A spokesman from LOCOG said: ‘We completely understand the disappointment if people have missed out on tickets - but with 1.8 people applying for over 20 million tickets when around 6 million tickets were available there was always going to be some disappointment. We believe that our process was the only fair way to ensure people had an equal chance of applying.'
One million people who applied for tickets were unsuccessful, leaving many questioning whether the ballot system favoured the wealthy who could afford to over-bid.
But Braben PR director James Matheson insisted: ‘The ballot is probably the fairest way of doing it, so I think the way they promoted that was well executed. Where there’s been enormous confusion and where they haven’t done a great job is post-ballot.’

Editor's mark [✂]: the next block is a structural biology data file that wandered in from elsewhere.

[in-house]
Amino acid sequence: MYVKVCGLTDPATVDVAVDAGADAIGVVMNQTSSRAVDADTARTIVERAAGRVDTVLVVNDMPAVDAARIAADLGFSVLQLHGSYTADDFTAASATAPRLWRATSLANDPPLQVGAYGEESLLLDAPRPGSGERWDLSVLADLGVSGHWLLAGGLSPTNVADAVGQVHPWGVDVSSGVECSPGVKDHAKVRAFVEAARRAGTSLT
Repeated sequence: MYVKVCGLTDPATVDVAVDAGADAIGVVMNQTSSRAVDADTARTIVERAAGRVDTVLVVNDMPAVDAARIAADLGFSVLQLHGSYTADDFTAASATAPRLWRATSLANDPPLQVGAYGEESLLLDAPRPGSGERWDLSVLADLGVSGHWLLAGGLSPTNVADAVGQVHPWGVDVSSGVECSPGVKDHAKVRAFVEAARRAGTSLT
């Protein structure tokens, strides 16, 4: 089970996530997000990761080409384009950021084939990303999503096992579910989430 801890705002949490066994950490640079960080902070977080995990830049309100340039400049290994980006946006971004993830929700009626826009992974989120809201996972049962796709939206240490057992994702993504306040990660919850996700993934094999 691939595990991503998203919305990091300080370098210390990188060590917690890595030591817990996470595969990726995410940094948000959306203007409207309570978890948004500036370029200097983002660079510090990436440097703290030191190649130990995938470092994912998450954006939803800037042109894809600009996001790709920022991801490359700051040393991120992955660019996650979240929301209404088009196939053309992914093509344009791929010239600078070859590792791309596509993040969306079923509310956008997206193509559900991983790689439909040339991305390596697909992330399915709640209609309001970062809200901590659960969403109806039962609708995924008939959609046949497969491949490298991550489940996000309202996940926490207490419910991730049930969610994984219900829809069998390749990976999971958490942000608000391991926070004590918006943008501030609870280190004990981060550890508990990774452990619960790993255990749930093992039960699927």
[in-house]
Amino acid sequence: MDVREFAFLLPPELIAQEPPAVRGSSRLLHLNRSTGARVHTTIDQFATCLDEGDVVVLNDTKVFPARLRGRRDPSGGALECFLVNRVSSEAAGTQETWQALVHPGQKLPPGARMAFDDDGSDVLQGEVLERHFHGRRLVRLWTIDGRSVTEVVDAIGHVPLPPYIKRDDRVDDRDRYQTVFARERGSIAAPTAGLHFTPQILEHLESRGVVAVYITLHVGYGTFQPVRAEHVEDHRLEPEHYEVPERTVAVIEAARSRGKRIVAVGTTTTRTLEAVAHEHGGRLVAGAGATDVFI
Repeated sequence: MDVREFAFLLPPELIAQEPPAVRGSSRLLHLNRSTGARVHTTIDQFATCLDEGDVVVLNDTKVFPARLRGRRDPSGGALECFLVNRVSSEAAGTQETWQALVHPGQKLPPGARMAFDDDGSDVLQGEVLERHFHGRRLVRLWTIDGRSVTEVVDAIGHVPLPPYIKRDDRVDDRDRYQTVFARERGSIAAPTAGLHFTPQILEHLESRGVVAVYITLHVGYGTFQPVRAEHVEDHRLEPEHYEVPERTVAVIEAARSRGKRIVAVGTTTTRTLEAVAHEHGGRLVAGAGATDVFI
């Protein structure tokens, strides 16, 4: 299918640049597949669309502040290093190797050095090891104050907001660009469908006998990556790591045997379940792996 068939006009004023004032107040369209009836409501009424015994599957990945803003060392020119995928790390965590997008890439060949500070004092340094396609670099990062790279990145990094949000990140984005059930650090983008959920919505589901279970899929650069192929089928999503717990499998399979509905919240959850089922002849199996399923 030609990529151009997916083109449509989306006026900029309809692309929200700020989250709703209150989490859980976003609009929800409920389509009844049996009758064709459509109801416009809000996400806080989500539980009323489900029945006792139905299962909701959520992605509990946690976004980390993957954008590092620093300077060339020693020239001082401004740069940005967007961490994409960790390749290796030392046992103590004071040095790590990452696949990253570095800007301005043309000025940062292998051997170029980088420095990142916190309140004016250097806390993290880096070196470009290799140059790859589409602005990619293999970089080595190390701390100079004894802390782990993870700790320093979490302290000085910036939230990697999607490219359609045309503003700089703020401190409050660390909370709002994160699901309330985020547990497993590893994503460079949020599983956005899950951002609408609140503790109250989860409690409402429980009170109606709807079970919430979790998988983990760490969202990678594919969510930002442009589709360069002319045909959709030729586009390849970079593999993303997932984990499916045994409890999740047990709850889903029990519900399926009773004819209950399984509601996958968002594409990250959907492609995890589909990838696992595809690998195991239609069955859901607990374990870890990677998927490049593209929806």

Those who applied for tickets initially will now be offered a second chance to bid for any remaining tickets.
The second-round ballot is only open to those who were unsuccessful in the first round and will take place either in June or July. All applicants will be directly notified by 24 June.
Founder of VIVA PR Tony Garner said: ‘I am sure that while publicly they can’t say so, they are secretly relieved and delighted that demand has outstripped supply. If it had been the other way around then the comms team would have had a far bigger job on their hands.’